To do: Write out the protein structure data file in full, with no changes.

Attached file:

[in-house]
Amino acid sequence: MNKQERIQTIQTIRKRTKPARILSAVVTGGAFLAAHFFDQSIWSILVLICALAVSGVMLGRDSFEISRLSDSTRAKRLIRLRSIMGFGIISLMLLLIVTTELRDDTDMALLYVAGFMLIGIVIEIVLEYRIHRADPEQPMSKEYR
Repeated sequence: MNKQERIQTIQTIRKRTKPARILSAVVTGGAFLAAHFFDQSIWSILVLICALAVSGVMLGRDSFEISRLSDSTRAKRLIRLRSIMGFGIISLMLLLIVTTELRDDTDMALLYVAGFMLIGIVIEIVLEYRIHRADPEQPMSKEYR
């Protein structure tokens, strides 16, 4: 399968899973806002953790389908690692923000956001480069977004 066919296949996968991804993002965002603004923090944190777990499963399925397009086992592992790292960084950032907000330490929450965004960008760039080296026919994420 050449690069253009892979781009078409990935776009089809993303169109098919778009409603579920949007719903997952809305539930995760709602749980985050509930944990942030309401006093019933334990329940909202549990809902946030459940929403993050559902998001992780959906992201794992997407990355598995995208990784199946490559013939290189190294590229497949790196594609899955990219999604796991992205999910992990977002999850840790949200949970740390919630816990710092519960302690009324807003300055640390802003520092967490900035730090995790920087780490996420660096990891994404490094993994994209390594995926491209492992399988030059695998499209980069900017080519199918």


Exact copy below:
[in-house]
Amino acid sequence: MNKQERIQTIQTIRKRTKPARILSAVVTGGAFLAAHFFDQSIWSILVLICALAVSGVMLGRDSFEISRLSDSTRAKRLIRLRSIMGFGIISLMLLLIVTTELRDDTDMALLYVAGFMLIGIVIEIVLEYRIHRADPEQPMSKEYR
Repeated sequence: MNKQERIQTIQTIRKRTKPARILSAVVTGGAFLAAHFFDQSIWSILVLICALAVSGVMLGRDSFEISRLSDSTRAKRLIRLRSIMGFGIISLMLLLIVTTELRDDTDMALLYVAGFMLIGIVIEIVLEYRIHRADPEQPMSKEYR
């Protein structure tokens, strides 16, 4: 399968899973806002953790389908690692923000956001480069977004 066919296949996968991804993002965002603004923090944190777990499963399925397009086992592992790292960084950032907000330490929450965004960008760039080296026919994420 050449690069253009892979781009078409990935776009089809993303169109098919778009409603579920949007719903997952809305539930995760709602749980985050509930944990942030309401006093019933334990329940909202549990809902946030459940929403993050559902998001992780959906992201794992997407990355598995995208990784199946490559013939290189190294590229497949790196594609899955990219999604796991992205999910992990977002999850840790949200949970740390919630816990710092519960302690009324807003300055640390802003520092967490900035730090995790920087780490996420660096990891994404490094993994994209390594995926491209492992399988030059695998499209980069900017080519199918």